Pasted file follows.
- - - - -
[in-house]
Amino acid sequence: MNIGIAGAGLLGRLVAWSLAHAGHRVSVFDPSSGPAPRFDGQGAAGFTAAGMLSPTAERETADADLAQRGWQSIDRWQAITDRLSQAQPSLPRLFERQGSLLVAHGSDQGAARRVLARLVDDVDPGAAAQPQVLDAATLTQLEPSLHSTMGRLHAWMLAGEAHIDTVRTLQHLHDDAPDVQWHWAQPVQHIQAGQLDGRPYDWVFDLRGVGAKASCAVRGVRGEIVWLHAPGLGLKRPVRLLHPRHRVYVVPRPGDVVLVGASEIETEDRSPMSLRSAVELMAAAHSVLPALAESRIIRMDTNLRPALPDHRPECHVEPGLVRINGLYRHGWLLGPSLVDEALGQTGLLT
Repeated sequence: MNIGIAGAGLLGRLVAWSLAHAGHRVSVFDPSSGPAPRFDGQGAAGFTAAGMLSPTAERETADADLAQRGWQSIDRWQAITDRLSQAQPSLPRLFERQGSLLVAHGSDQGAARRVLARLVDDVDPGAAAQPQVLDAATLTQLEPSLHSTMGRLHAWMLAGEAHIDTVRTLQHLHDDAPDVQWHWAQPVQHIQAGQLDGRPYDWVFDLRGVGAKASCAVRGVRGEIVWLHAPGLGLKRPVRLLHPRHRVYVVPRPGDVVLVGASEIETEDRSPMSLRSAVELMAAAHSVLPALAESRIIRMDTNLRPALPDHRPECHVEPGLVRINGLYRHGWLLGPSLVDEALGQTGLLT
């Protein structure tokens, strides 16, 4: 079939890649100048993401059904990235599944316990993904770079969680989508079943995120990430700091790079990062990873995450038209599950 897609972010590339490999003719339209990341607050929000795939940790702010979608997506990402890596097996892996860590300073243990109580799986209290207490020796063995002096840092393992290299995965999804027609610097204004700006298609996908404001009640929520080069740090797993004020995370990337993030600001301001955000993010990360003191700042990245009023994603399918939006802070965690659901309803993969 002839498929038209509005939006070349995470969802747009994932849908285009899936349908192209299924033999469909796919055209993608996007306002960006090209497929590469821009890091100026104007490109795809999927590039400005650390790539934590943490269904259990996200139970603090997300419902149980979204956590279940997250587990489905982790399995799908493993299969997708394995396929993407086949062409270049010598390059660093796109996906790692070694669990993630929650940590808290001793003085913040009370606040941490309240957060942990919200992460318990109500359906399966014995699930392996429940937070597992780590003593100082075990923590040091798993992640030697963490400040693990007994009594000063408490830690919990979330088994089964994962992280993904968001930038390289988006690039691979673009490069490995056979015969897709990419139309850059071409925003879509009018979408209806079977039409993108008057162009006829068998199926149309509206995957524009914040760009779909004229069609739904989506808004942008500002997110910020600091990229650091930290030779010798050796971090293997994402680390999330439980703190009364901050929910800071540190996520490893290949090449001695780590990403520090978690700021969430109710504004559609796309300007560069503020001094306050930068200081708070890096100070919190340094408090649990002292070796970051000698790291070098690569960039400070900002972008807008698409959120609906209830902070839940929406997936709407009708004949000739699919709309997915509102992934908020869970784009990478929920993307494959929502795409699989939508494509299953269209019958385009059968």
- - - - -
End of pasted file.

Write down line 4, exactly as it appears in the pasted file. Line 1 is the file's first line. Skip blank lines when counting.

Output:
């Protein structure tokens, strides 16, 4: 079939890649100048993401059904990235599944316990993904770079969680989508079943995120990430700091790079990062990873995450038209599950 897609972010590339490999003719339209990341607050929000795939940790702010979608997506990402890596097996892996860590300073243990109580799986209290207490020796063995002096840092393992290299995965999804027609610097204004700006298609996908404001009640929520080069740090797993004020995370990337993030600001301001955000993010990360003191700042990245009023994603399918939006802070965690659901309803993969 002839498929038209509005939006070349995470969802747009994932849908285009899936349908192209299924033999469909796919055209993608996007306002960006090209497929590469821009890091100026104007490109795809999927590039400005650390790539934590943490269904259990996200139970603090997300419902149980979204956590279940997250587990489905982790399995799908493993299969997708394995396929993407086949062409270049010598390059660093796109996906790692070694669990993630929650940590808290001793003085913040009370606040941490309240957060942990919200992460318990109500359906399966014995699930392996429940937070597992780590003593100082075990923590040091798993992640030697963490400040693990007994009594000063408490830690919990979330088994089964994962992280993904968001930038390289988006690039691979673009490069490995056979015969897709990419139309850059071409925003879509009018979408209806079977039409993108008057162009006829068998199926149309509206995957524009914040760009779909004229069609739904989506808004942008500002997110910020600091990229650091930290030779010798050796971090293997994402680390999330439980703190009364901050929910800071540190996520490893290949090449001695780590990403520090978690700021969430109710504004559609796309300007560069503020001094306050930068200081708070890096100070919190340094408090649990002292070796970051000698790291070098690569960039400070900002972008807008698409959120609906209830902070839940929406997936709407009708004949000739699919709309997915509102992934908020869970784009990478929920993307494959929502795409699989939508494509299953269209019958385009059968």